Some lenders provide incentives or benefits for maintaining an excellent payment history, like access to lower refinance rates later on if choosing to repay early.

Ask pre-approval sources about any loyalty programs, on-time payment reductions after 12 months, or other perks geared towards responsible borrowers.

Knowing these options upfront gives you greater motivation to stay current and maximize the value of any rewards over the full loan term.


Does a car loan pre-approval hurt your credit?

A car loan pre-approval requires a hard credit inquiry, which can slightly lower your credit scores temporarily. However, the impact is minimal—only a few points—and it’s outweighed by signaling to lenders that you shopped rates. Multiple inquiries for the same type of credit within a limited period also only count as one inquiry. So the minor, temporary ding is worth securing the lowest rate.

Should you get pre-approved before buying a car?

Yes, getting pre-approved for an auto loan before car shopping is highly recommended. It allows you to know your estimated budget and interest rate upfront. This empowering information gives you an edge at dealerships to negotiate the best OTD price. Plus, many dealers won’t work with buyers without pre-approval, and those who do may only offer less competitive on-lot financing. Getting rates from several lenders takes some homework but saves significantly on interest costs.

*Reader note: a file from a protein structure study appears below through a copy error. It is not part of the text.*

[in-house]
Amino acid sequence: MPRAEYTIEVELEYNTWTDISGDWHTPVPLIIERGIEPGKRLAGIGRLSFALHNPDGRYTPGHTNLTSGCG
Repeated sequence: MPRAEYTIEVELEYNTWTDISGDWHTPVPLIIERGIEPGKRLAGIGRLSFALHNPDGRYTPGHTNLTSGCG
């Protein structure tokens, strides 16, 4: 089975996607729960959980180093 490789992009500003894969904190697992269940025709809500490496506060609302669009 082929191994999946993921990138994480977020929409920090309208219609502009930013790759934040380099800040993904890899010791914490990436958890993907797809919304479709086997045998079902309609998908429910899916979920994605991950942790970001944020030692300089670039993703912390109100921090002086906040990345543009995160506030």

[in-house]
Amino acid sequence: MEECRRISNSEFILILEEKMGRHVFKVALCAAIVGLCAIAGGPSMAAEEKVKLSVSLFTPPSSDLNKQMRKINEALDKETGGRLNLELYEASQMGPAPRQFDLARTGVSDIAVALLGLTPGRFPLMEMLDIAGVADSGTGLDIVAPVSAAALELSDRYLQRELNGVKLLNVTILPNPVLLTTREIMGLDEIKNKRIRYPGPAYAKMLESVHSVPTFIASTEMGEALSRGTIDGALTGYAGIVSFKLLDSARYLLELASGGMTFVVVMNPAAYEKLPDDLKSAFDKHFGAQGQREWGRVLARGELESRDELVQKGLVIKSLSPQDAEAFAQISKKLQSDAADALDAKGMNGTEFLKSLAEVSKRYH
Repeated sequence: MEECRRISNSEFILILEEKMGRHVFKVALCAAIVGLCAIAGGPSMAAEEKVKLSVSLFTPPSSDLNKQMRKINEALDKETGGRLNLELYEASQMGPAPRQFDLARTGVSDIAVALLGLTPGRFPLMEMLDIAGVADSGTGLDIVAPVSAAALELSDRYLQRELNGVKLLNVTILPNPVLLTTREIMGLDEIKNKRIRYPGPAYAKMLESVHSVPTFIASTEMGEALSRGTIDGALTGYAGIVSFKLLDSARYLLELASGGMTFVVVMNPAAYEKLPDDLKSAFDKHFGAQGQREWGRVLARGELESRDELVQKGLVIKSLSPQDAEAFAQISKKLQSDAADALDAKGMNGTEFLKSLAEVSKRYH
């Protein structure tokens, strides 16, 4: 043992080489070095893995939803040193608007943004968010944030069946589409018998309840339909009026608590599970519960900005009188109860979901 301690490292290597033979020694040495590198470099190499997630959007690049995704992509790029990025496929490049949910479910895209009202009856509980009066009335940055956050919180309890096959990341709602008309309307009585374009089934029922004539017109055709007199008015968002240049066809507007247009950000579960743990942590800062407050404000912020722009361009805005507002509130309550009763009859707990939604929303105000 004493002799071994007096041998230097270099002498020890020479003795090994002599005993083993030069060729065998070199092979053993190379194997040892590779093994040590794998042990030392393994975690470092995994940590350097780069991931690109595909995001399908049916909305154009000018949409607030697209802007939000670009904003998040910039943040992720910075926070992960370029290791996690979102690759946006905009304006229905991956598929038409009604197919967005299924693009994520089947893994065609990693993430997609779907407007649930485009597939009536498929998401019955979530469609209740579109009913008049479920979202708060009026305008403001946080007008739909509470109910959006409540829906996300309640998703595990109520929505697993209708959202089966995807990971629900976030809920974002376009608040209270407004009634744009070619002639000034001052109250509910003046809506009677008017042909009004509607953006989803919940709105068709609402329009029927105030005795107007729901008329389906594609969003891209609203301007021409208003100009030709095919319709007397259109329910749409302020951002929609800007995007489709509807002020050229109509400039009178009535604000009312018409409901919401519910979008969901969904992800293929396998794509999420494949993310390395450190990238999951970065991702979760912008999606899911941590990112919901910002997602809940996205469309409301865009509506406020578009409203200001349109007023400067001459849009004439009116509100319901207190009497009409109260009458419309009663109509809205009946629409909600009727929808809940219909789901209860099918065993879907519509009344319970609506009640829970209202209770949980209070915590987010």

Which of these is not important to consider when selecting a credit card?

The interest rate is important to consider when selecting a credit card. Other important factors are the annual fee, rewards program, and balance transfer options. Customer service quality is not as directly important when initially selecting a credit card.

Where is the best place to get pre-approved for a car loan?

The best place to get pre-approved for a car loan is by applying with multiple lenders to compare rates and terms before even starting your dealership shopping. This includes local banks and credit unions as well as large online lenders. Getting quotes from several different options allows you to negotiate using the lowest approved rate to get the best possible deal on a new vehicle purchase.


Obtaining car loan pre-approval is a crucial part of strategizing your vehicle purchase. While it may seem like an extra step, taking the time to navigate this process effectively can result in substantial interest savings over the life of your loan. This article outlined several important guidelines to keep in mind.

The first mistake discussed was only applying to one lender, rather than casting a wider net to capture the most competitive rates. Shopping offers from multiple traditional and online sources allows you to negotiate using their bids against each other.

This approach almost always results in lower pricing than relying on a single familiar bank or credit union. It is also important to have all necessary documentation in order before submitting applications. Lenders need to swiftly verify details like your identity,

income levels, residence, credit history, and existing debt obligations. Going into the process disorganized wastes everyone’s time. Preparing paperwork upfront ensures smooth sailing. Keeping close communication with lenders after approval and prior to finalizing a purchase is another key.

Following up regularly is important because approvals have expiration windows. Rates can also change over longer shopping periods. Securing multiple approvals gives buyers options to select the best offer still available when signing contracts.